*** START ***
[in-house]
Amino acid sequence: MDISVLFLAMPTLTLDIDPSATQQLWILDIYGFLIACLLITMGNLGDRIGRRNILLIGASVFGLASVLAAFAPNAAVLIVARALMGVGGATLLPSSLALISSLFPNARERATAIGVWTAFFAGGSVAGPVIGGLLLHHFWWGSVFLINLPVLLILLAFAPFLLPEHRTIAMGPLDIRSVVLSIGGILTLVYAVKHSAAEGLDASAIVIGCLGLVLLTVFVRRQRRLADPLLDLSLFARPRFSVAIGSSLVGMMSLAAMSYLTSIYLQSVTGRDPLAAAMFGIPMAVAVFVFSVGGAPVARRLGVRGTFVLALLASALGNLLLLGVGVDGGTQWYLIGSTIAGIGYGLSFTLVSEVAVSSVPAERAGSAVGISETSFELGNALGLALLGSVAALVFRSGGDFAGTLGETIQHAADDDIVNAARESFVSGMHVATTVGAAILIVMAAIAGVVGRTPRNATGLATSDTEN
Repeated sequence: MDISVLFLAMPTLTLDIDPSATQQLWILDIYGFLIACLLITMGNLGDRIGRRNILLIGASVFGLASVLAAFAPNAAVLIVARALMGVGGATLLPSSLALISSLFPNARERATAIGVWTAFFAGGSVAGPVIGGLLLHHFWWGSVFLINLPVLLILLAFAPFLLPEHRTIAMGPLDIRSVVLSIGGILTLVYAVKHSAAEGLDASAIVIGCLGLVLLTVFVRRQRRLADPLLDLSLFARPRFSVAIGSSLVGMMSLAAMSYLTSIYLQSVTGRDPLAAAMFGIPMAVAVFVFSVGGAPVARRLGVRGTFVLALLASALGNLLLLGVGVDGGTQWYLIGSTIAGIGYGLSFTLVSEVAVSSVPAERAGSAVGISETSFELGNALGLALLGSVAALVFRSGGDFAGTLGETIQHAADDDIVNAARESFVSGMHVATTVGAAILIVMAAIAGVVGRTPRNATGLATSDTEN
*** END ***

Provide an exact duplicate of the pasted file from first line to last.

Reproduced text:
[in-house]
Amino acid sequence: MDISVLFLAMPTLTLDIDPSATQQLWILDIYGFLIACLLITMGNLGDRIGRRNILLIGASVFGLASVLAAFAPNAAVLIVARALMGVGGATLLPSSLALISSLFPNARERATAIGVWTAFFAGGSVAGPVIGGLLLHHFWWGSVFLINLPVLLILLAFAPFLLPEHRTIAMGPLDIRSVVLSIGGILTLVYAVKHSAAEGLDASAIVIGCLGLVLLTVFVRRQRRLADPLLDLSLFARPRFSVAIGSSLVGMMSLAAMSYLTSIYLQSVTGRDPLAAAMFGIPMAVAVFVFSVGGAPVARRLGVRGTFVLALLASALGNLLLLGVGVDGGTQWYLIGSTIAGIGYGLSFTLVSEVAVSSVPAERAGSAVGISETSFELGNALGLALLGSVAALVFRSGGDFAGTLGETIQHAADDDIVNAARESFVSGMHVATTVGAAILIVMAAIAGVVGRTPRNATGLATSDTEN
Repeated sequence: MDISVLFLAMPTLTLDIDPSATQQLWILDIYGFLIACLLITMGNLGDRIGRRNILLIGASVFGLASVLAAFAPNAAVLIVARALMGVGGATLLPSSLALISSLFPNARERATAIGVWTAFFAGGSVAGPVIGGLLLHHFWWGSVFLINLPVLLILLAFAPFLLPEHRTIAMGPLDIRSVVLSIGGILTLVYAVKHSAAEGLDASAIVIGCLGLVLLTVFVRRQRRLADPLLDLSLFARPRFSVAIGSSLVGMMSLAAMSYLTSIYLQSVTGRDPLAAAMFGIPMAVAVFVFSVGGAPVARRLGVRGTFVLALLASALGNLLLLGVGVDGGTQWYLIGSTIAGIGYGLSFTLVSEVAVSSVPAERAGSAVGISETSFELGNALGLALLGSVAALVFRSGGDFAGTLGETIQHAADDDIVNAARESFVSGMHVATTVGAAILIVMAAIAGVVGRTPRNATGLATSDTEN